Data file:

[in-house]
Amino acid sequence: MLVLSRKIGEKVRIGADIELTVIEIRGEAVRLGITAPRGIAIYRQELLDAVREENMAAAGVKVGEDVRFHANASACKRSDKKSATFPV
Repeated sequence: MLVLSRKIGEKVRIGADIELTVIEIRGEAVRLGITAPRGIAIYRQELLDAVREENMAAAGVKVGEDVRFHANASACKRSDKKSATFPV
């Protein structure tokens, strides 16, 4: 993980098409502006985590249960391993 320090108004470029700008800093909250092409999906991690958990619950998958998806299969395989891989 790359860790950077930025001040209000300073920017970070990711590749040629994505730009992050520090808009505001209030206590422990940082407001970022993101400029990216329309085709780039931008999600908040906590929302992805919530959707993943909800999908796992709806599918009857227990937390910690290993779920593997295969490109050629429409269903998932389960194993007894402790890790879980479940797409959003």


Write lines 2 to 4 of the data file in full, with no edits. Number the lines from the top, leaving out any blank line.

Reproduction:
Amino acid sequence: MLVLSRKIGEKVRIGADIELTVIEIRGEAVRLGITAPRGIAIYRQELLDAVREENMAAAGVKVGEDVRFHANASACKRSDKKSATFPV
Repeated sequence: MLVLSRKIGEKVRIGADIELTVIEIRGEAVRLGITAPRGIAIYRQELLDAVREENMAAAGVKVGEDVRFHANASACKRSDKKSATFPV
């Protein structure tokens, strides 16, 4: 993980098409502006985590249960391993 320090108004470029700008800093909250092409999906991690958990619950998958998806299969395989891989 790359860790950077930025001040209000300073920017970070990711590749040629994505730009992050520090808009505001209030206590422990940082407001970022993101400029990216329309085709780039931008999600908040906590929302992805919530959707993943909800999908796992709806599918009857227990937390910690290993779920593997295969490109050629429409269903998932389960194993007894402790890790879980479940797409959003």